Blackwater May Have Broken Federal Laws to Obtain Lucrative Contracts

Blackwater misrepresented the size of its firm so it could receive more than $100 million in small business contracts from the federal government, according to a report released Monday.

The Inspector General of the Small Business Administration (SBA) said the mercenary outfit obtained a total of 39 contracts intended for small businesses with annual revenues of $6.5 million between 2005 and 2007. But the report said Blackwater’s revenue surpassed $200 million for those years.

Blackwater “obtained a total of 33 contracts during Fiscal Years 2005 through 2007, totaling $2,188,620, which may have involved misrepresentations to obtain the contract.”

The report also found that “it is possible that misrepresentations took place” on the remaining six contracts, totaling $107,311,356.”

Of the 39 contracts reviewed, 38 were awarded by the Defense Department and the Department of Veterans Affairs awarded one. The Inspector General’s report says the small business contracts “could have involved potential misrepresentations by Blackwater.

The Inspector General referred the matter to investigators at the Departments of Defense and Veterans Affairs.

Moreover, the Department of Defense wrongfully awarded Blackwater aviation contracts worth $107 million. That contract was earmarked for companies with annual revenues of less than $25 million or less than 1,500 employees, the report said.

The Small Business Administration was singled out and criticized for not thoroughly investigating Blackwater’s finances prior to awarding contracts to the company.

The report was prepared at the request of Congressman Henry Waxman, the chairman of the House Oversight and Government Reform Committee, who sent a letter in March to Steven Preseton, the administrator of the Small Business Administration.

“As part of the Oversight Committee’s investigation into the business practices of Blackwater Worldwide, the Committee has obtained evidence indicating that Blackwater may have applied for and received federal contracts by improperly claiming that it was eligible for small business preferences,” Waxman’s March 10 letter said. “It appears Blackwater sought these small business contracts by improperly designating its security guards as “independent contractors” rather than “employees.”

A Blackwater spokeswoman said the company has not reviewed the report and declined to comment. Federal investigators are still probing a shooting last September in Iraq involving Blackwater guards that claimed the lives of 17 Iraqi civilians.

The Inspector General’s 27-page report released Monday said Blackwater appeared to have improperly classified its guards stationed in Iraq and Afghanistan as independent contracts as opposed to full-fledged employees in order to obtain government contracts.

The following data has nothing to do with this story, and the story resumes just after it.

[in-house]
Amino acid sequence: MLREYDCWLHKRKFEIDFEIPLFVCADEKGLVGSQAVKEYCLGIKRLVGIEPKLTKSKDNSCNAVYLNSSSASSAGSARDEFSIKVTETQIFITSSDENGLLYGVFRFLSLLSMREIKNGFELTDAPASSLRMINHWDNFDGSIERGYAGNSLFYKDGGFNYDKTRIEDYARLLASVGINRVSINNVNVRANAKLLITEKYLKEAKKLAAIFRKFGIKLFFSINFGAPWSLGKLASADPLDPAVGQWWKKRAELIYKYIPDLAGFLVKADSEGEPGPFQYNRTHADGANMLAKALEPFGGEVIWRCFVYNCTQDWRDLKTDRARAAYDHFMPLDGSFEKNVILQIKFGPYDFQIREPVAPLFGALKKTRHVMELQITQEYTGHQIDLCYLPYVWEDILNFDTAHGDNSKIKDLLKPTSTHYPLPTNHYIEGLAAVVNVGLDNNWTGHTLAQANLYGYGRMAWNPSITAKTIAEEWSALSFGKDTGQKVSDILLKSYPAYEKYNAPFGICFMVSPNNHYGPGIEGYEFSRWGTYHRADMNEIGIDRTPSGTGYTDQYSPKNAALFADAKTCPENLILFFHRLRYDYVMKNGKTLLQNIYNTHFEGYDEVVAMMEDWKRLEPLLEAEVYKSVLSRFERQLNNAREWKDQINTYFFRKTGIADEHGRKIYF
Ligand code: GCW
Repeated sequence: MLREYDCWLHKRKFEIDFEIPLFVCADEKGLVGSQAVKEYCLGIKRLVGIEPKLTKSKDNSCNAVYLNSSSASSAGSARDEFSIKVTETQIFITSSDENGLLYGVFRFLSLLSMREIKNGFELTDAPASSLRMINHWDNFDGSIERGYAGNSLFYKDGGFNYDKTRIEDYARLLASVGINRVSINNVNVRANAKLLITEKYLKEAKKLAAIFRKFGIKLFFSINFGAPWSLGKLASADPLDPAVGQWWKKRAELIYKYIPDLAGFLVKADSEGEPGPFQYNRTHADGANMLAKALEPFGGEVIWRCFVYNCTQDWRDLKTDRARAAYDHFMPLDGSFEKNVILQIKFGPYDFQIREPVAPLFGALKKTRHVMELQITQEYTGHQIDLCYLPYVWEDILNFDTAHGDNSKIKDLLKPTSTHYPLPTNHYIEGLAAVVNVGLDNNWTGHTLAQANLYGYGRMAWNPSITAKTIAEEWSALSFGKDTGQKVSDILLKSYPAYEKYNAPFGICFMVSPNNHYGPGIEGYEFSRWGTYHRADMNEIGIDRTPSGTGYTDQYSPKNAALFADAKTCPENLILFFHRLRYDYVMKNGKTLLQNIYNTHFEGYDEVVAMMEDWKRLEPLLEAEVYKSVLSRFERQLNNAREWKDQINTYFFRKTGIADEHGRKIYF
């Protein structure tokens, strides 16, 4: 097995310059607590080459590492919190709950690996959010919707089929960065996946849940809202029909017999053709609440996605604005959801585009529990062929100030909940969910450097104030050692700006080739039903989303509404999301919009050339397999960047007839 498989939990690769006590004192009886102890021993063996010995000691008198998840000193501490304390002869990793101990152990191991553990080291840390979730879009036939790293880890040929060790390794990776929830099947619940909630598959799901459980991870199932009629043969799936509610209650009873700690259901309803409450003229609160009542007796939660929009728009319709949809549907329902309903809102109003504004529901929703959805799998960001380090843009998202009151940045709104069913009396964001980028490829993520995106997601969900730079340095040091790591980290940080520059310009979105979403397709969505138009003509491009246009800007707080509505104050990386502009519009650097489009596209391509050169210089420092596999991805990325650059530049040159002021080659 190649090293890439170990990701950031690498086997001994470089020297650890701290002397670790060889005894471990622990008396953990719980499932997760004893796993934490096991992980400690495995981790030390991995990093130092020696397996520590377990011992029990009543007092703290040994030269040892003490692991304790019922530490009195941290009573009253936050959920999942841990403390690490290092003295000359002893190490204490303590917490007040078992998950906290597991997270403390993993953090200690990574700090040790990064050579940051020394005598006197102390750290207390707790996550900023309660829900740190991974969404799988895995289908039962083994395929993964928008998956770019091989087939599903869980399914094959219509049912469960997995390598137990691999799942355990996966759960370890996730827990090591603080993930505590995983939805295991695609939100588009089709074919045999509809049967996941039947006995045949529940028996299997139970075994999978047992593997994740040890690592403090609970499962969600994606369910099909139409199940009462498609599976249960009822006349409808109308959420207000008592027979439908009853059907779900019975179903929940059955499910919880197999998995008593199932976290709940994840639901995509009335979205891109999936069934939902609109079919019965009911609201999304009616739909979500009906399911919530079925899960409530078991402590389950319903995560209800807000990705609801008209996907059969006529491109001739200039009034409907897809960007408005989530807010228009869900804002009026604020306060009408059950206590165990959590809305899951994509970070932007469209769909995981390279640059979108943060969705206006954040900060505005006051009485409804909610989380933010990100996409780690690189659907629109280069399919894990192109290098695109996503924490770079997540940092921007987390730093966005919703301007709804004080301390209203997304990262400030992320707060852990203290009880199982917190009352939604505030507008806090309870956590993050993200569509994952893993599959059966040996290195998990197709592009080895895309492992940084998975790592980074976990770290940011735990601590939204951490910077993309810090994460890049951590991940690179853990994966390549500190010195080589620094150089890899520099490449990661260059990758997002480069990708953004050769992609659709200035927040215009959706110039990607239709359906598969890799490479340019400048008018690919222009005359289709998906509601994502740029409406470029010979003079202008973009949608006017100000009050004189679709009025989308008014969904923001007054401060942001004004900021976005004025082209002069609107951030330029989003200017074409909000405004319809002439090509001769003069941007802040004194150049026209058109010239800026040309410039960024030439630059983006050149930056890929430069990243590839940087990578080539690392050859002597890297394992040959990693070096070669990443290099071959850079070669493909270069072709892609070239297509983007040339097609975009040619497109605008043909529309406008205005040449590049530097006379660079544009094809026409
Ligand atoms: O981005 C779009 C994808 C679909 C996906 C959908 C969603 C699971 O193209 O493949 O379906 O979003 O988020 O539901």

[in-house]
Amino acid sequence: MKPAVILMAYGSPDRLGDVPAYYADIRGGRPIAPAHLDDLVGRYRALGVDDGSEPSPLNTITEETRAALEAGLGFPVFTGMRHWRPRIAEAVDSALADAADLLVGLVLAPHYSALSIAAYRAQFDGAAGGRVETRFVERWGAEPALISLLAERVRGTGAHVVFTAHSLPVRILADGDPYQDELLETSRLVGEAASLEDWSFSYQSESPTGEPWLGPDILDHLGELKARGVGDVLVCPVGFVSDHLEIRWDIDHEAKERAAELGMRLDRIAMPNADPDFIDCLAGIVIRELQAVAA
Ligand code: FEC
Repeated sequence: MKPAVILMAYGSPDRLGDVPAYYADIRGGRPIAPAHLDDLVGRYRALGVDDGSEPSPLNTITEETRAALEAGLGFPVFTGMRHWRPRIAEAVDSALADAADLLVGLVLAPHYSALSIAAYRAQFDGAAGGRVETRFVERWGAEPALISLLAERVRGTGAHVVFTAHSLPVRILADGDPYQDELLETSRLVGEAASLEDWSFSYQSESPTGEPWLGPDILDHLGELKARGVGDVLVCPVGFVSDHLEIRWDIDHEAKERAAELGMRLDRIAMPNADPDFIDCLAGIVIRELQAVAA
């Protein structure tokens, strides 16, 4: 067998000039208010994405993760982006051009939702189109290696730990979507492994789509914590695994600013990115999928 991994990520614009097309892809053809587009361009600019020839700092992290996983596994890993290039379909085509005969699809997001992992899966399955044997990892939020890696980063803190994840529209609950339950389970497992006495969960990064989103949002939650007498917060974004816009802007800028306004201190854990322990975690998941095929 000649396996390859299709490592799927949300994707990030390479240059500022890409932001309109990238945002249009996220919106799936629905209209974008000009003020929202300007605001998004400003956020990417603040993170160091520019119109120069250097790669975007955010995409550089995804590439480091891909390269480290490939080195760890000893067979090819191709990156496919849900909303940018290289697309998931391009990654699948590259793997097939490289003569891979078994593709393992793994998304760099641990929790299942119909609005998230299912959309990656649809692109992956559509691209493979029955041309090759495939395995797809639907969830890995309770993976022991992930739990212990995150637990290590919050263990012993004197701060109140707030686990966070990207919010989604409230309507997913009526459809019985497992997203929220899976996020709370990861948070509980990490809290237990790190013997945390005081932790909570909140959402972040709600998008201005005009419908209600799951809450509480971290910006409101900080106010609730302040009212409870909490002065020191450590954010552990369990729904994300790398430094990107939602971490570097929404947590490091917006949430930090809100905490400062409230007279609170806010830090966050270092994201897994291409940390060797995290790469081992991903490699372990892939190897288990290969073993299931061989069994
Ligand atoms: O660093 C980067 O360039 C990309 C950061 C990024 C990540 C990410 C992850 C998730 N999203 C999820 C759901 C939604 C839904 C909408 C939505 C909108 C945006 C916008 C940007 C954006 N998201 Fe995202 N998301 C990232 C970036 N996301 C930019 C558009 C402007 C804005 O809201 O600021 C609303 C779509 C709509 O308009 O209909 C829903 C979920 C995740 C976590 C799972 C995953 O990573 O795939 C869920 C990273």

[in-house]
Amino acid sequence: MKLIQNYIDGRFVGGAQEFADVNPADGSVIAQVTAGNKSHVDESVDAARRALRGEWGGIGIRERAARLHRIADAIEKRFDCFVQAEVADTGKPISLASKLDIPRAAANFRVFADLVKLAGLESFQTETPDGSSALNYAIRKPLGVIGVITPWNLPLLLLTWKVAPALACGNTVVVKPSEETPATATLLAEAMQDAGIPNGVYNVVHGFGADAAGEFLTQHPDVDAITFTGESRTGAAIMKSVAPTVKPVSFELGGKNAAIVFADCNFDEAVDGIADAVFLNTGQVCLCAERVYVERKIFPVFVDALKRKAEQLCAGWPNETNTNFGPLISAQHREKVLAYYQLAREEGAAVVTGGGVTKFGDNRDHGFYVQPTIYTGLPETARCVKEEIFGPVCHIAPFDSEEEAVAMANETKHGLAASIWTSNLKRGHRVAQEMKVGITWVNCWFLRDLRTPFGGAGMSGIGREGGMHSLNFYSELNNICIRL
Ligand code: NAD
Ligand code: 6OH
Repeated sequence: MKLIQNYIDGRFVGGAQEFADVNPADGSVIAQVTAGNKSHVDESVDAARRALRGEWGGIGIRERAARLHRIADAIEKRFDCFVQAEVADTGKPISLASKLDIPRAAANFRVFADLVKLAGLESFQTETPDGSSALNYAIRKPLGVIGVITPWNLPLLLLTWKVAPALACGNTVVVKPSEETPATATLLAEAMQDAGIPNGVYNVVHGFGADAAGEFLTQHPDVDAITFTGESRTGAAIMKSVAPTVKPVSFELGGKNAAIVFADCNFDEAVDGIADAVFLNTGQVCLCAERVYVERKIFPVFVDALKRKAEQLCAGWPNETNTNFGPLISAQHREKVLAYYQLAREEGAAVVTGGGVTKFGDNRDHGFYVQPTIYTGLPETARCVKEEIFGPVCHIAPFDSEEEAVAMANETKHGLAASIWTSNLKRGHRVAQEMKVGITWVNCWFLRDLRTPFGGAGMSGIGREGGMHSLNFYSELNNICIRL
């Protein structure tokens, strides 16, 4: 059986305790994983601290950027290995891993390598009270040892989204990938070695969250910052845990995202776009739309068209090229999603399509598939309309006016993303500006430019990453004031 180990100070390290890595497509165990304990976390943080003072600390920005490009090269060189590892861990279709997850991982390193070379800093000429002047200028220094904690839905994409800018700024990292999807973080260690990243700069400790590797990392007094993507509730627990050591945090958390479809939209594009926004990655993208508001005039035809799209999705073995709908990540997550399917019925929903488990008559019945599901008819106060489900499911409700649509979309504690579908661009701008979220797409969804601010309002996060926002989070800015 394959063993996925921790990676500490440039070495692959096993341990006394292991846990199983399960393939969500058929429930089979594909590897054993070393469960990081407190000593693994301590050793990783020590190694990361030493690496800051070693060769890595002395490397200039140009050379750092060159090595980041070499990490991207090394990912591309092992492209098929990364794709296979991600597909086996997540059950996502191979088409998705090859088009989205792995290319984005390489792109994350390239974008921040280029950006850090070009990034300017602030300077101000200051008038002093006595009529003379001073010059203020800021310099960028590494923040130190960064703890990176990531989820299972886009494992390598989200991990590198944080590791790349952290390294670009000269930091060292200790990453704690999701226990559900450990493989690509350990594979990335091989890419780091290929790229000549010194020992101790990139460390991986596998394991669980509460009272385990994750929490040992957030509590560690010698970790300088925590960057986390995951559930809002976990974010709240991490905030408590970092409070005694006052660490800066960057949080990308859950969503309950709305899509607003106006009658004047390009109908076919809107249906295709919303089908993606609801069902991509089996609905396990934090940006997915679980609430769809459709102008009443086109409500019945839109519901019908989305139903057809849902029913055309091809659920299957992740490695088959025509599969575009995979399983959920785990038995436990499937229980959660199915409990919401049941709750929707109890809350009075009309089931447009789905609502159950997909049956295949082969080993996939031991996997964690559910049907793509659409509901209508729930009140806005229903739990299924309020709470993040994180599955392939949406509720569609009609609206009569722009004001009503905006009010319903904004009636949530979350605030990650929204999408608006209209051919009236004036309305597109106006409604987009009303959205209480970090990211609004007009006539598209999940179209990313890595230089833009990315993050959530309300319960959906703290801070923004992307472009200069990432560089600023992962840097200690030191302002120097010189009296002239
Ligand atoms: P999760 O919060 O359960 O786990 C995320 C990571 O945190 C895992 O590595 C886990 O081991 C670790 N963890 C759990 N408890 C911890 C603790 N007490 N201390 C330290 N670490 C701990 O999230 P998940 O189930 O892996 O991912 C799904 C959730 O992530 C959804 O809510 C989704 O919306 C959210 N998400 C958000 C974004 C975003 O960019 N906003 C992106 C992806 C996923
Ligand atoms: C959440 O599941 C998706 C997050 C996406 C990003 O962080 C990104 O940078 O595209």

According to a memo issued by Waxman to Oversight Committee members Monday, “The key issue… was whether personnel hired by Blackwater to provide security services for the Department of State (DOS) and other agencies were Blackwater employees . . . or independent contractors.”

“In claiming it was a small business, Blackwater argued that 1,000 security personnel it provided under the State Department’s $1.2 billion Worldwide Personal Protective Service (WPPS) contract were independent contractors,” Waxman’s memo says. “The [Small Business Administration Inspector General] reports that Blackwater claimed that it “had little or no knowledge of the activities of the security personnel performing the contract and exercised little or no supervision over these personnel once they were deployed.”

The report “concludes that these assertions were incorrect,” Waxman’s memo says.

The Inspector General’s report says “Our review of the WPPS Statement of Work indicates that it contained a number of provisions that appeared to be inconsistent with SBA’s conclusion that Blackwater did not have knowledge about the actions of the personnel once they were deployed.”

The alleged misrepresentations by Blackwater may constitute a crime if the statements about the size and scope of its business were made in order to win federal contracts.

“The Small Business Act states that misrepresenting a business as a “small business concern” in order to win a federal contract is a criminal offense punishable by a $500, 000 fine and up to ten years in prison,” Waxman said in his letter to committee members. “The Act also states that a company found to have made false statements is “subject to suspension and debarment . . . on the basis that such misrepresentation indicates a lack of business integrity that seriously and directly affects the present responsibility to perform any contract awarded by the Federal Government or a subcontract under such a contract.”

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